Monday, 31 December 2012

The Fixer - Chapter One (part 1)

One year ago

Jean Michel Mbozi thumped the mahogany table with such force that the empty glasses jumped and those with water wobbled, prompting the owners to reach out and steady them. The soldier at the panelled wood door shuffled his feet, and then relaxed as he removed his hand from his side arm, resuming his At Attention posture.
‘I will not be spoken to in this way!’
‘Mr. Mbozi …’
‘You promised me a fair, negotiated settlement if I brought my people to the table …’
‘Mr. Mbozi …’
‘… and this is how you treat me?’
‘Mr. Mbozi …’
‘We are a sovereign country. We are not cow dung under your shoes that you simply scrape off and dispose of like …’
‘Will you shut up! God damn it, man.’
There was stunned silence in the room. Mr. Mbozi looked across the table with his mouth open, stalled in mid-sentence, his eyes wide open. The only audible sound was the hum of the fan, labouring in its task of futility. Mr. Johnson mopped his brow, took a deep breath, and scratched behind his ear with his little finger. He did not like losing his temper, or for that matter showing any sign of loss of control. ‘This is as good as it will get,’ he said slowly.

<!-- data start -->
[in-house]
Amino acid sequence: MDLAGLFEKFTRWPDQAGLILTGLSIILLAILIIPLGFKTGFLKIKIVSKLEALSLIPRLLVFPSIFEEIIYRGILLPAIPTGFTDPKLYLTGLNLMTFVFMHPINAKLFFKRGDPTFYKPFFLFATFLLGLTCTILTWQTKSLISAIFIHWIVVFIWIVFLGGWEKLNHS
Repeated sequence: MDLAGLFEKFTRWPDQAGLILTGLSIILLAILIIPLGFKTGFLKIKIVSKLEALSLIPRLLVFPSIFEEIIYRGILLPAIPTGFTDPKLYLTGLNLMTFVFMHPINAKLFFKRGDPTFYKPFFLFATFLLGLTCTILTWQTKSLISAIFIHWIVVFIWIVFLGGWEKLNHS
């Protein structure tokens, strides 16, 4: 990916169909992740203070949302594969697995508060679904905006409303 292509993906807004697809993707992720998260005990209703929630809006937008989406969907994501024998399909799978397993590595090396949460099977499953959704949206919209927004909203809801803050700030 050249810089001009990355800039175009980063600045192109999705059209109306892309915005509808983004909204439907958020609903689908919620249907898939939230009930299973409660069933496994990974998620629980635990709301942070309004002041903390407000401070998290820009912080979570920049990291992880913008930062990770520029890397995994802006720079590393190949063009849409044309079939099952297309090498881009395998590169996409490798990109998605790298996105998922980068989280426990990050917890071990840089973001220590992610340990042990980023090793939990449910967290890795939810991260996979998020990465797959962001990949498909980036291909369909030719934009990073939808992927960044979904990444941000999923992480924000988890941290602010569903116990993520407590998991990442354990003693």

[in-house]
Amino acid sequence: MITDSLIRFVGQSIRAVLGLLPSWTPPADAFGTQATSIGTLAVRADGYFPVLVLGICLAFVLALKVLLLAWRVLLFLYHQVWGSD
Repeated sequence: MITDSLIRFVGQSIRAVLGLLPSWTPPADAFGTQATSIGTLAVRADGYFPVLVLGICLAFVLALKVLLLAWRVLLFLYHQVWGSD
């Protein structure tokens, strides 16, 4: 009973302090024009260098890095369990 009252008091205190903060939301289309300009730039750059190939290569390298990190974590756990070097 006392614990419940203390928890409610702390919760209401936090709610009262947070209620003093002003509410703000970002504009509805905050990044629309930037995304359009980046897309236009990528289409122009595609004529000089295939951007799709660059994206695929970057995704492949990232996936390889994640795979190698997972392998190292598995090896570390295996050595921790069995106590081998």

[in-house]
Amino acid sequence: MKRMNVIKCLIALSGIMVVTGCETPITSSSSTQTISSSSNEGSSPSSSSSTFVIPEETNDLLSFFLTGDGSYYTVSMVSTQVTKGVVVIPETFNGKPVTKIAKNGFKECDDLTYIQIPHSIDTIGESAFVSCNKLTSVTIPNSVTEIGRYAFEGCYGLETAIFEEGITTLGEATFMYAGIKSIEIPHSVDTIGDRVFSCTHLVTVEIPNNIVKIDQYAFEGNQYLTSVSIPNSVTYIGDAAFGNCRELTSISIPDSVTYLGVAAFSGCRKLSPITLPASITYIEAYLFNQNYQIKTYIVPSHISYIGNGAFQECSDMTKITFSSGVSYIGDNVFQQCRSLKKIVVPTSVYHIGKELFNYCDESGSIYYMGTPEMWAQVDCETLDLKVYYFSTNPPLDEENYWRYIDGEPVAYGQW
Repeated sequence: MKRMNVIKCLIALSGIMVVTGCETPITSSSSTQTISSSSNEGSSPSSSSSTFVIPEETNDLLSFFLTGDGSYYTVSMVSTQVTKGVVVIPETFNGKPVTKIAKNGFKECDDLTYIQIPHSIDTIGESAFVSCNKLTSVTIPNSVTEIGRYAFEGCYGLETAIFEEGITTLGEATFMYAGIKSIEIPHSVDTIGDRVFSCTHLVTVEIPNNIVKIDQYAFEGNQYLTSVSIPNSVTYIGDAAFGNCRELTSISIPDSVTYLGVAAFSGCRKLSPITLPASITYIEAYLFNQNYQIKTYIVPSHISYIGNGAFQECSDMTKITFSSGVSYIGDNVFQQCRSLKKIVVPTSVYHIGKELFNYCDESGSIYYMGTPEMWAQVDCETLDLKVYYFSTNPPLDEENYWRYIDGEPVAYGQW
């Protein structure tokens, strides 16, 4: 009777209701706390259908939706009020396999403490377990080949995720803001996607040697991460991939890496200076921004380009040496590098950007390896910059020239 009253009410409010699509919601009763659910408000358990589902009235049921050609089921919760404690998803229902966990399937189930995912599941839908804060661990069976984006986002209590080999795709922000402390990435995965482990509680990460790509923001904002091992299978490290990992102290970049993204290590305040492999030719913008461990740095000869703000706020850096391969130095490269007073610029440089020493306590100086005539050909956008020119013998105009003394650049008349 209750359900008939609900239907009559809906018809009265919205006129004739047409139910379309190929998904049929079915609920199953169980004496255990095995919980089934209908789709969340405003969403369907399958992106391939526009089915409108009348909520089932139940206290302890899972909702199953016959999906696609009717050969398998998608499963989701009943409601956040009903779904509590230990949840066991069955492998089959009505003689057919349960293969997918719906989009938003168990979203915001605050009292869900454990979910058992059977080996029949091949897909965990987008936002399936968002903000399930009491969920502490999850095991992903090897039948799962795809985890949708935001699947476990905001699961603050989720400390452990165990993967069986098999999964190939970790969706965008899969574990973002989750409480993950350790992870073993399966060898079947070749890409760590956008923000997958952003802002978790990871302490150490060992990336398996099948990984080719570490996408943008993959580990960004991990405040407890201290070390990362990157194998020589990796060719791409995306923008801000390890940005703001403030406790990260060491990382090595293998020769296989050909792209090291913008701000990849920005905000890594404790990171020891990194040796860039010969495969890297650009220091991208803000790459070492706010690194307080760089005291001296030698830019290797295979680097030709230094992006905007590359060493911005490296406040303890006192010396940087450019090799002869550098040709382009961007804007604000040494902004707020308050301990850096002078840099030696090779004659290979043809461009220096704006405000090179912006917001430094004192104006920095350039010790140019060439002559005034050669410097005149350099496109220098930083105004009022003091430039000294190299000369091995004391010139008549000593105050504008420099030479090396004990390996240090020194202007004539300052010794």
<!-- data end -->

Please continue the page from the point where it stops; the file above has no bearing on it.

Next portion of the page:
‘But last year we were getting seventy-five cents on the dollar,’ Mr. Mbozi objected.
            ‘Mr. Mbozi. With all due respect, look around you.’
Slowly, Mr. Mbozi and his party followed Mr. Johnson’s arm as he gestured around the low-ceilinged, single-room structure in which they were meeting. To their right, sunlight streamed through the east-facing window, its inexorable path to the dusty concrete floor partially interrupted by the edge of the mahogany table. A green lizard lazily sat motionless on the window ledge. Suddenly, its tongue flicked out and caught a fly, and for a few moments there was detectable movement of its lower jaw and throat, before it became motionless again. Behind Mr. Johnson, a chimpanzee flickered between the slits in the louvered window as it floated through the trees in the distance. To their left, the floor-standing fan slowly circulated the warm air blowing in through the open west-facing window. Mr. Johnson picked up his handkerchief, leaving a layer of moisture on the table, and again mopped his brow. He surveyed the Mbozi party.

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